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Old 03-30-19, 05:49 AM
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And I live in NE Ohio.
Stupid spell check!
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Old 03-30-19, 06:49 AM
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Originally Posted by seedsbelize View Post
Leaving in a month, for my first tour, a six day affair across the state of Ohio. It will be cold, by my tropical standards. Of the three experienced tourists I've spoken to, none carries rain gear. I'm taking a wool sweater and am thinking I'll take a space blanket to wrap myself up in to wait out the rain. What say you?
it aint the Yucatan thats for sure. Being cold and wet, well, first wet and then more and more cold---just aint fun.
have you ever been in rain for hours at 10c, 15c ?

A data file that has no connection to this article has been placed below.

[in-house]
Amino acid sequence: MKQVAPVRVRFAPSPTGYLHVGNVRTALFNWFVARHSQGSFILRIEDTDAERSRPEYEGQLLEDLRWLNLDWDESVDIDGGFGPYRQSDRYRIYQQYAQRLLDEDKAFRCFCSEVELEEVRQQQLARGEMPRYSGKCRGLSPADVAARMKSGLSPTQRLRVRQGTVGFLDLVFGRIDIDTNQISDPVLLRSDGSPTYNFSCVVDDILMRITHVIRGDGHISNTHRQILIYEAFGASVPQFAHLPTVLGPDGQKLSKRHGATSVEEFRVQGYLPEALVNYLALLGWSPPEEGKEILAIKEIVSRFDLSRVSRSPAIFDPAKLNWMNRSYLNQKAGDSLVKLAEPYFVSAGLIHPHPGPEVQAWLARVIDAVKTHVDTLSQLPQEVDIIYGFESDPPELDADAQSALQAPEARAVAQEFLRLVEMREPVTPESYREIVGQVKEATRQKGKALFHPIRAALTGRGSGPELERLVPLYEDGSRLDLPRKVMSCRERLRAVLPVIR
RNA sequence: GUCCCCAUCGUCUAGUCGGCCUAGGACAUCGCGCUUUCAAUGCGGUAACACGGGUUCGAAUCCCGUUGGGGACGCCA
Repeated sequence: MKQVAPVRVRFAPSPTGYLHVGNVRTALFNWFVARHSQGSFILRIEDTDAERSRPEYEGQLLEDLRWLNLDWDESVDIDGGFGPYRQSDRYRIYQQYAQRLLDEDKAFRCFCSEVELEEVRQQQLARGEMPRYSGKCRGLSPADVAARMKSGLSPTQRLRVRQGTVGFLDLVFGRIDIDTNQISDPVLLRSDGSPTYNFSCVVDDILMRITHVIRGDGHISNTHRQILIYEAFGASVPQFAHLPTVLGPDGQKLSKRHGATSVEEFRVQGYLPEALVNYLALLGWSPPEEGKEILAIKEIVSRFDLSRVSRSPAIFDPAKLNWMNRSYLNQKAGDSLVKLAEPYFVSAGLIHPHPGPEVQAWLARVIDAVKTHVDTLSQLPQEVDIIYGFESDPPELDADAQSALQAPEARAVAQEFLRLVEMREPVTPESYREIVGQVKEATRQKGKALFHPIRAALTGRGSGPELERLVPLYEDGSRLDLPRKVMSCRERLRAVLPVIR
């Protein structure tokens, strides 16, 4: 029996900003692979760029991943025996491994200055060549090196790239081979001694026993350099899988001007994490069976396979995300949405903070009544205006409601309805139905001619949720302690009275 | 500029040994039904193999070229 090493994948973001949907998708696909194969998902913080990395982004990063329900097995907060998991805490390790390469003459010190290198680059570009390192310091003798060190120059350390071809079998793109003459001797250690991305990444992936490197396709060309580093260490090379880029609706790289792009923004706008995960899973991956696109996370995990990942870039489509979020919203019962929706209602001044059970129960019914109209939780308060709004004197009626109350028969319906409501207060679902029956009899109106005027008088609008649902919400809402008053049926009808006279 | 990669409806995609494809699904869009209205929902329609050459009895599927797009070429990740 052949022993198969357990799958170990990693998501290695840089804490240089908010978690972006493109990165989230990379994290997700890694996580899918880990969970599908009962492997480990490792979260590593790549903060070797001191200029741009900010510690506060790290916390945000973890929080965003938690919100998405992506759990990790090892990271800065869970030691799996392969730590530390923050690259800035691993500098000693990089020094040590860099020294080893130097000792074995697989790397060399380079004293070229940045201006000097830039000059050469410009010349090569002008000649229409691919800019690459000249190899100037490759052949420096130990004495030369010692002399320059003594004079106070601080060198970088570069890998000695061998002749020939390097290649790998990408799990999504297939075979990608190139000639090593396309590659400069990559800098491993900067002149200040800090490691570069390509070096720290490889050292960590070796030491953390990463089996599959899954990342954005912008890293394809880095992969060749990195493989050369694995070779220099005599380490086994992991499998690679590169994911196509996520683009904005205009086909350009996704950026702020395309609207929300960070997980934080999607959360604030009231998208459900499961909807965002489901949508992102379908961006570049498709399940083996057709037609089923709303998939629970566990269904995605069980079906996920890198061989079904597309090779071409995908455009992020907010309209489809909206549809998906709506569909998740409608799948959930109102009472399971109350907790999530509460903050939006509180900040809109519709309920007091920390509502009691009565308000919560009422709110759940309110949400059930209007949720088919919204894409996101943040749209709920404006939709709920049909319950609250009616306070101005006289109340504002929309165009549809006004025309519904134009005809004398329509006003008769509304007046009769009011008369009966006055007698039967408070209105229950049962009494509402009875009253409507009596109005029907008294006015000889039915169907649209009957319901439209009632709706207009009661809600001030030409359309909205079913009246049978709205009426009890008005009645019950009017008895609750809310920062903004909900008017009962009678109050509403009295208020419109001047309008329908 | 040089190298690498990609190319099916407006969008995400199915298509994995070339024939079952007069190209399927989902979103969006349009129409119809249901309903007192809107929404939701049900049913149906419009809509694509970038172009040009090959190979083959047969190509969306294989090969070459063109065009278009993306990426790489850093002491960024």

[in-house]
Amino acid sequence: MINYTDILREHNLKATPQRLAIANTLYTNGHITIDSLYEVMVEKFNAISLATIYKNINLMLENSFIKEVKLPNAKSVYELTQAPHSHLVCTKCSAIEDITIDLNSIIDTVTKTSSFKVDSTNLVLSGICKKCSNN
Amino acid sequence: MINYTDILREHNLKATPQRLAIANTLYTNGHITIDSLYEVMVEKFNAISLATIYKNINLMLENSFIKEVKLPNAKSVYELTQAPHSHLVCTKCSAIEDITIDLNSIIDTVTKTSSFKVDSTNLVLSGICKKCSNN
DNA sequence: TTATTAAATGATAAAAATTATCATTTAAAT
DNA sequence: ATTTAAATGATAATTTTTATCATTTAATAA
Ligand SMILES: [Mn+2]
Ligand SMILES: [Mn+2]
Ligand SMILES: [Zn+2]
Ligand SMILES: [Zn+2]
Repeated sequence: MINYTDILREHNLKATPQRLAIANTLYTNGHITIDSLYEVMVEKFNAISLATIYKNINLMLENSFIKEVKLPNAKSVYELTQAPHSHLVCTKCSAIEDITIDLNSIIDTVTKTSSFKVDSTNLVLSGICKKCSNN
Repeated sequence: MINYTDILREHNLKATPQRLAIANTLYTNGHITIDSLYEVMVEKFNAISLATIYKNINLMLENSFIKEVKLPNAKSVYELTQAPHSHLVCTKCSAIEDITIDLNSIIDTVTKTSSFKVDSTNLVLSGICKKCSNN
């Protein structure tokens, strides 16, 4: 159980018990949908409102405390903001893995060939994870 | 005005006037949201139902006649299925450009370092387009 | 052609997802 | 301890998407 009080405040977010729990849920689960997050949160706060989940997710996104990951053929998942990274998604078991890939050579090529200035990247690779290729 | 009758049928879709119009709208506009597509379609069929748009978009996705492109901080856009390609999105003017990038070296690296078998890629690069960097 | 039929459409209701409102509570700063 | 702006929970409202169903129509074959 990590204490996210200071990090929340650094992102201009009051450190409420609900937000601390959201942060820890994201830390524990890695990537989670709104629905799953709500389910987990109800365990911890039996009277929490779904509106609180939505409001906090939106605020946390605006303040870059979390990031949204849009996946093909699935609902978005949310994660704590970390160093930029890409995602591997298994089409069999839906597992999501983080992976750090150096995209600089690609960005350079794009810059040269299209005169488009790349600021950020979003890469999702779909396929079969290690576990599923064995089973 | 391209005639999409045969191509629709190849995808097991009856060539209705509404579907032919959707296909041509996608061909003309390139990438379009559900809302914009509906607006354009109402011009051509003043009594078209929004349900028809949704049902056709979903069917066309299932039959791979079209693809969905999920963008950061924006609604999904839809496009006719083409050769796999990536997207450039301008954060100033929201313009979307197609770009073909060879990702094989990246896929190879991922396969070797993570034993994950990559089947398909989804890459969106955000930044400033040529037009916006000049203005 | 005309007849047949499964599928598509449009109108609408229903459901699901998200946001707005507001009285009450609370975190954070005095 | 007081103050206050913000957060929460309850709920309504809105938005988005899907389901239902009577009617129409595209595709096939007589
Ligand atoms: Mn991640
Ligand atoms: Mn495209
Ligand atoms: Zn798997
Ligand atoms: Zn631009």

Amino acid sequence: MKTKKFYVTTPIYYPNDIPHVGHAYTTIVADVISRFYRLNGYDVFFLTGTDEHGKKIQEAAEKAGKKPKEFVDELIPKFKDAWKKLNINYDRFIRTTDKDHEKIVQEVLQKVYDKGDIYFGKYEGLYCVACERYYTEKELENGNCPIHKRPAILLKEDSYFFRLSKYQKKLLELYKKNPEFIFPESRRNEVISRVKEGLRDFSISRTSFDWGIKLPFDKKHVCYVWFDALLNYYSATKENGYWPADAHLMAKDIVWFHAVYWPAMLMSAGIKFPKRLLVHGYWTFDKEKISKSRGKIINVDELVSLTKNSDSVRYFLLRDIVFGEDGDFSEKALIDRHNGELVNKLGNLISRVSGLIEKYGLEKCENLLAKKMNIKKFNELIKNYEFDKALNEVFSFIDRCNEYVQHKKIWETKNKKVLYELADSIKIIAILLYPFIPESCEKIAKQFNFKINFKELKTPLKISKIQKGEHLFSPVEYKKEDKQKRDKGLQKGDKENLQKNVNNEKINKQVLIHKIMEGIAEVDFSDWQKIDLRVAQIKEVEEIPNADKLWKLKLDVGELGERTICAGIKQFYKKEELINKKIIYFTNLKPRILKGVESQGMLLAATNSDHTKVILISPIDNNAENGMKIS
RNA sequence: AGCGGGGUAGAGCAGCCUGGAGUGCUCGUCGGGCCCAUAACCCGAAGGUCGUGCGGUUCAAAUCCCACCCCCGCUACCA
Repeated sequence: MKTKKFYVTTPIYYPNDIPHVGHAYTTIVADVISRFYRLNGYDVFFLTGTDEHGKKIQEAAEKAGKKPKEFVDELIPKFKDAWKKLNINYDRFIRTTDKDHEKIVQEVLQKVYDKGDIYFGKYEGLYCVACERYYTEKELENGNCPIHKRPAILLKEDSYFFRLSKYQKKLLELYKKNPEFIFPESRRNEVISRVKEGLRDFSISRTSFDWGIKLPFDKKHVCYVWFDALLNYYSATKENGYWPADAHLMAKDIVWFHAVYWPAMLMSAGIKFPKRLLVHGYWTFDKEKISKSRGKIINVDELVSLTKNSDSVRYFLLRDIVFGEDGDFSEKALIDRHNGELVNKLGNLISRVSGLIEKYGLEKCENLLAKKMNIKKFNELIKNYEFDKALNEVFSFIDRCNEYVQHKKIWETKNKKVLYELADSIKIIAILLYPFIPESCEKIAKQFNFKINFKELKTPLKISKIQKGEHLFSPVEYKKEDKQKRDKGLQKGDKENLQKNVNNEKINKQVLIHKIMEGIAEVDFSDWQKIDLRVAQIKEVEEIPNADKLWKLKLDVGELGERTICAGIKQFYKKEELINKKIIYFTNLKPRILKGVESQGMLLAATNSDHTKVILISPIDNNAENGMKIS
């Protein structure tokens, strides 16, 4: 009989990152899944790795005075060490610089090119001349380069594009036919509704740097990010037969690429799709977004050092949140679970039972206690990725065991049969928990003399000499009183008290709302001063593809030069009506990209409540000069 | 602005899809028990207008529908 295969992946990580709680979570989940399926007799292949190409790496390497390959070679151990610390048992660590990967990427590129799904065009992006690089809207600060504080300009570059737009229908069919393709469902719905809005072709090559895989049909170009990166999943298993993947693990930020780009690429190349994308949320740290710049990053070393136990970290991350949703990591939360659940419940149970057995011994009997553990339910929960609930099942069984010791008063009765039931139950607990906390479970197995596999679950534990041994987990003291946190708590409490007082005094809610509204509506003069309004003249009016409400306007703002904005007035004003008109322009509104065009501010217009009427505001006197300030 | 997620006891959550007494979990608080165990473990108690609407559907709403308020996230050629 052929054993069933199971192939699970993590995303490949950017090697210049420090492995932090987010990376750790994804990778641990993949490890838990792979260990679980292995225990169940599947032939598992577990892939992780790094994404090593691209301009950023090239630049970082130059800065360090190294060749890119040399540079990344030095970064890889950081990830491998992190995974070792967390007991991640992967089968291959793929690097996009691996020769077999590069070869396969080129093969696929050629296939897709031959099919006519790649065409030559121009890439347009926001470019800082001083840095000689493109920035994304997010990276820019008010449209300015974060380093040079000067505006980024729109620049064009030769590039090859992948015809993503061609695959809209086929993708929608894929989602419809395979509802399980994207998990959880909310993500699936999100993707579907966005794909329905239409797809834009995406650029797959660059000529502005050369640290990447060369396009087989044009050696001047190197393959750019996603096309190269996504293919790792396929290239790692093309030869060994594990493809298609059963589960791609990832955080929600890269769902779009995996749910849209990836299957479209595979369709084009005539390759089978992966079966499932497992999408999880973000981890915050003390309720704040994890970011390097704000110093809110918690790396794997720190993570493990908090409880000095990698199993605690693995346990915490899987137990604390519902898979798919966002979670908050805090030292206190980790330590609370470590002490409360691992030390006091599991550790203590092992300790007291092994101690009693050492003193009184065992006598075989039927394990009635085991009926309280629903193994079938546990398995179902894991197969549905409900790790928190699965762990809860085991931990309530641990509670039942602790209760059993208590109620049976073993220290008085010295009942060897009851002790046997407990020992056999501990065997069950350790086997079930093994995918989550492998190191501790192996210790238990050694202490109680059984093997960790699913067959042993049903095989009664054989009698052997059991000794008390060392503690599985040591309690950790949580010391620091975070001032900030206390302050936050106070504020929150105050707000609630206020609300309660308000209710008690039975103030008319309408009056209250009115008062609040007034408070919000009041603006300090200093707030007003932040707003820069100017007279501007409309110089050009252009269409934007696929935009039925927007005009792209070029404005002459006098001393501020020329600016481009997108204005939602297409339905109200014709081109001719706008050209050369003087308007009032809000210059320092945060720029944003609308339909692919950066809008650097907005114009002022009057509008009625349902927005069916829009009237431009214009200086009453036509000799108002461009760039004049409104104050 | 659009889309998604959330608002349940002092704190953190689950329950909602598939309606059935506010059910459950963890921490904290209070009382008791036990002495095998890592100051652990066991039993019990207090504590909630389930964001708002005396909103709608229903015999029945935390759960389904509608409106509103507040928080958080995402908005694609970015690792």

I cant imagine you have if you are asking.
It's pretty miserable.

for this gringo who has "been there, done that" for not having enough rain gear in cool to 20c temps a lot, a rain jacket, rain pants, and rain booties so your shoes are soaking wet and wont dry out for a few days (so wet , cold feet the next day too) , is what I consider necessary.
I also have a helmet cover for commuting, but use a super light super small shower cap for my helmet on trips, if its cool, its nice not to have cold water coming in your helmet.

what temps are you expecting?
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Old 03-30-19, 07:50 AM
  #7  
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Showers Pass rain gear. Sometimes it rains all day. On my last tour, it rained every minute of the three days I was on the road. And it was in the 40s and low 50s with a headwind.